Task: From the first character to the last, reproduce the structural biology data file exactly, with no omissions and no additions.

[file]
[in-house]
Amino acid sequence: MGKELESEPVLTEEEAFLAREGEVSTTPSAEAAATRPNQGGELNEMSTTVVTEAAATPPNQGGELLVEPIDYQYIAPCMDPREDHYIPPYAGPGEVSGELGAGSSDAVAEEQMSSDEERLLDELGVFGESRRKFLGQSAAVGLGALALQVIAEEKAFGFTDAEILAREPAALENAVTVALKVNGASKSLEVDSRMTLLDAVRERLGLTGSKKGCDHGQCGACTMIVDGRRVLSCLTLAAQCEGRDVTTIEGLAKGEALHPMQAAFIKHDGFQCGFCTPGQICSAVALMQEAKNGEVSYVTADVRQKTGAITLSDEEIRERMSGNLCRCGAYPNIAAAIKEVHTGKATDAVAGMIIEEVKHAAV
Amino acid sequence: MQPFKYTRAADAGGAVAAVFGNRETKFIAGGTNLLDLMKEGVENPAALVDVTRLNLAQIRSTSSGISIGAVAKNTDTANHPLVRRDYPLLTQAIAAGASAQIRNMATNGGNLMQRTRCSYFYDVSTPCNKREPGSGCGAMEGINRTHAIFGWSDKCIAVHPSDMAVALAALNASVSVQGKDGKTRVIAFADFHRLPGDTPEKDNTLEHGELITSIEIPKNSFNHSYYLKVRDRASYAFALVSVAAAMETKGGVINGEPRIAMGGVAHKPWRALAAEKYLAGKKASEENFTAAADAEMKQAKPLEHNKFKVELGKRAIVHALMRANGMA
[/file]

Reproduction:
[in-house]
Amino acid sequence: MGKELESEPVLTEEEAFLAREGEVSTTPSAEAAATRPNQGGELNEMSTTVVTEAAATPPNQGGELLVEPIDYQYIAPCMDPREDHYIPPYAGPGEVSGELGAGSSDAVAEEQMSSDEERLLDELGVFGESRRKFLGQSAAVGLGALALQVIAEEKAFGFTDAEILAREPAALENAVTVALKVNGASKSLEVDSRMTLLDAVRERLGLTGSKKGCDHGQCGACTMIVDGRRVLSCLTLAAQCEGRDVTTIEGLAKGEALHPMQAAFIKHDGFQCGFCTPGQICSAVALMQEAKNGEVSYVTADVRQKTGAITLSDEEIRERMSGNLCRCGAYPNIAAAIKEVHTGKATDAVAGMIIEEVKHAAV
Amino acid sequence: MQPFKYTRAADAGGAVAAVFGNRETKFIAGGTNLLDLMKEGVENPAALVDVTRLNLAQIRSTSSGISIGAVAKNTDTANHPLVRRDYPLLTQAIAAGASAQIRNMATNGGNLMQRTRCSYFYDVSTPCNKREPGSGCGAMEGINRTHAIFGWSDKCIAVHPSDMAVALAALNASVSVQGKDGKTRVIAFADFHRLPGDTPEKDNTLEHGELITSIEIPKNSFNHSYYLKVRDRASYAFALVSVAAAMETKGGVINGEPRIAMGGVAHKPWRALAAEKYLAGKKASEENFTAAADAEMKQAKPLEHNKFKVELGKRAIVHALMRANGMA